Corsica yacht charter itinerary

Imagine aquamarine water lapping against powder white sand framed with grey rock and emerald pines. Wild and untamed with corners barely touched by man; Corsica is completely unique. Vineyards abound as does the simple fresh seafood that will satisfy the heartiest of appetites. With equal measures of remote romance and sun gilded days Corsica is the perfect place for a luxury yacht charter holiday that mixes excitement with the exotic.

day 1   Ajaccio to Girolata

Meet the yacht in Ajaccio Napoleon Bonaparte’s home town, and visit the modest house where he was born. There are a couple of good museums, some good shopping to be done and dozens of cafes where you can sit and watch the Corsicans amble past.

Once the chef has returned from provisioning in the market, take a leisurely cruise up the west coast, pausing to admire the numerous 16th century cliff-top towers and the steep, multi-coloured porphyry cliffs that tumble into the sea.

The Golfe de Porto remains beautifully unspoiled with a nature reserve where you will spot cormorants and ospreys, while below in the crystal clear waters you can see sponges, anemones, corals, as well as abundant fish. Snorkelling here will undoubtedly be a highlight of your trip. As the sun begins to set, head for Girolata.

day 2   Calvi

Perched on a rocky promontory overlooking a sweeping sandy bay, Calvi is probably best known for two things: as the birthplace of Christopher Columbus, and as the place where Nelson lost an eye. A 15th century Genovese citadel towers over the bustling port and its marina, and along the waterfront are numerous cafes and restaurants. Take the tender and spend some time on one of the beaches, or strike out on foot up to the citadel, a strangely quiet and peaceful change from the bustle of the waterfront.

day 3   Calvi to Bastia

This is quite a long day at sea (around 85 miles), but a necessity if you are limited for time. If you can take an extra day, stopping at St Florent is worthwhile, as this is a charming little town, but otherwise press on round the Cap Corse and down to Bastia.

The old town is delightful so stretch your legs, wander aimlessly and soak up the ambience of this majestic old town. Stop at one of the bars on the Quai des Martyrs and try the local aperitif – Cap Corse – although it is something of an acquired taste.

The Etang de Biguglia, just south of Bastia, is a wildlife reserve where there is abundant birdlife in the marshes, and where it is possible to see flamingos and many other wildlife.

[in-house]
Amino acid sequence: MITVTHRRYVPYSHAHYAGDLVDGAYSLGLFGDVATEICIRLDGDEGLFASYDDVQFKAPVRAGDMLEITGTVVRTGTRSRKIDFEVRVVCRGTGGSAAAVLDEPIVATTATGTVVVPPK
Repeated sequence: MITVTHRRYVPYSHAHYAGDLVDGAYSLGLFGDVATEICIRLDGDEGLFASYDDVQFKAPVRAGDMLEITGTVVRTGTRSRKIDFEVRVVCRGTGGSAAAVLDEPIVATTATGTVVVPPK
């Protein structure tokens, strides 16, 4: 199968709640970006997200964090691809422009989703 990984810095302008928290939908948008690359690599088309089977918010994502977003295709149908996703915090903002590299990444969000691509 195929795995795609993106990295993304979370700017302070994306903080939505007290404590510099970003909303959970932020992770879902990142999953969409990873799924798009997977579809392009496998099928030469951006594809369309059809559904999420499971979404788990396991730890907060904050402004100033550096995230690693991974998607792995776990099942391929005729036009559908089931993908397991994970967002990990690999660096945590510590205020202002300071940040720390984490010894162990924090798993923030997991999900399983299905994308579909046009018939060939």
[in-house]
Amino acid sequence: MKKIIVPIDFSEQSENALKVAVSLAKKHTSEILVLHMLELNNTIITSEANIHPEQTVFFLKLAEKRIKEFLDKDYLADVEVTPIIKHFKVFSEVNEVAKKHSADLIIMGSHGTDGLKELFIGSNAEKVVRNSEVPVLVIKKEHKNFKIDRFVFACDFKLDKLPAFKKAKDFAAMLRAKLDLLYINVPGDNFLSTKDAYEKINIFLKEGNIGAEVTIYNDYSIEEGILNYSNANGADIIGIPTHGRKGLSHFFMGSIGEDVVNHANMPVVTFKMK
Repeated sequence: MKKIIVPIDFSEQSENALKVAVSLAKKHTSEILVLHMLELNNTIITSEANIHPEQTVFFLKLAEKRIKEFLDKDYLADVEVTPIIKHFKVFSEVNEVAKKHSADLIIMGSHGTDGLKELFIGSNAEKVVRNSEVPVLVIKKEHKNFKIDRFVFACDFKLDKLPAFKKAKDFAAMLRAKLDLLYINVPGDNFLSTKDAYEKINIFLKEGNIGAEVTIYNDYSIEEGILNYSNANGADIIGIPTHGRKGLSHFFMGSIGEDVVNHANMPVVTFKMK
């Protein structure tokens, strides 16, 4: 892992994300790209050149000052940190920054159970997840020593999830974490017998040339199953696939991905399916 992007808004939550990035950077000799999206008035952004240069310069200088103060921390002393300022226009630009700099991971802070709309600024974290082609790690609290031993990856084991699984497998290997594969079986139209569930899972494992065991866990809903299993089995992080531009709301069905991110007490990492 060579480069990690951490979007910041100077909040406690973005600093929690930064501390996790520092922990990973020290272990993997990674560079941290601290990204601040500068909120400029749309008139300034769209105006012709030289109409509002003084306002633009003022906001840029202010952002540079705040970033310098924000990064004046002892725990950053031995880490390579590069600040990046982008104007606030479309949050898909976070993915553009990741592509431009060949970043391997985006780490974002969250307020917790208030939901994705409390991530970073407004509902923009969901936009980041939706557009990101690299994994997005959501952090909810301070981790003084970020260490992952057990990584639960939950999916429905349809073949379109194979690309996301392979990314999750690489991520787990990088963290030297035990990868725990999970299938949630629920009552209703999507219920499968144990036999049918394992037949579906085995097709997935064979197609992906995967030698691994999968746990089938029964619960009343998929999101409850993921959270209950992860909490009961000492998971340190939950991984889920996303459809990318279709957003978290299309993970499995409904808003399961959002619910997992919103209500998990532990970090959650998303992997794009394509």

day 4   Porto Vecchio

Make an early start ready for a long cruise along the white sandy beaches of the East Coast.  Porto-Vecchio itself is a mixture of old and new, with the haute ville being a well-preserved example of Genoese medieval architecture. The narrow streets around the main square are fascinating, and the bastion has a commanding view over the port below.
The main square is flanked by cafes and restaurants, and in the early evening is a great place to watch the Corsicans promenade.

For a memorable meal, head a few kilometers south to the Plage de Santa Giulia and the highly acclaimed U Santa Marina restaurant overlooking the sea.

day 5   Porto Vecchio to Bonifacio

Porto Vecchio to Bonifacio is a very short hop (barely 30 miles), but you should definitely stop off at the Iles de Lavezzi and the Ile Cavallo which form an archipelago of granite rocks and boulders. Take the tender (the whole area is a marine reserve, so mooring is prohibited) and spend some time swimming and admiring these beautiful islands.
After lunch head for Bonifacio, one of the most perfectly preserved medieval fortified towns in Europe. Almost Disney-esque in its perfection, this amazing town at the southern-most tip of the island is built on an outcrop of rock that has the sea on one side and a deep harbour on the other.

Despite the apparently impregnable nature of a fortress on a high rock protected on three sides by sheer limestone cliffs and the sea, Bonifacio has nevertheless succumbed to siege on several occasions. These days the town is besieged by tourists and yachtsmen, but is still well worth a visit because the narrow streets, massive fortifications, and staggering views make this an extraordinary place.

day 6   Bonifacio to Ajaccio

Making the relatively short trip back to Ajaccio will complete your week-long circumnavigation of Corsica. But really you have only scratched the surface of this delightful island, and you might consider spending a few days in a hire car exploring the interior of the island, where you will find some fantastic hotels, beautiful hilltop towns, an abundance of prehistoric archaeological sites, and some spectacularly good restaurants.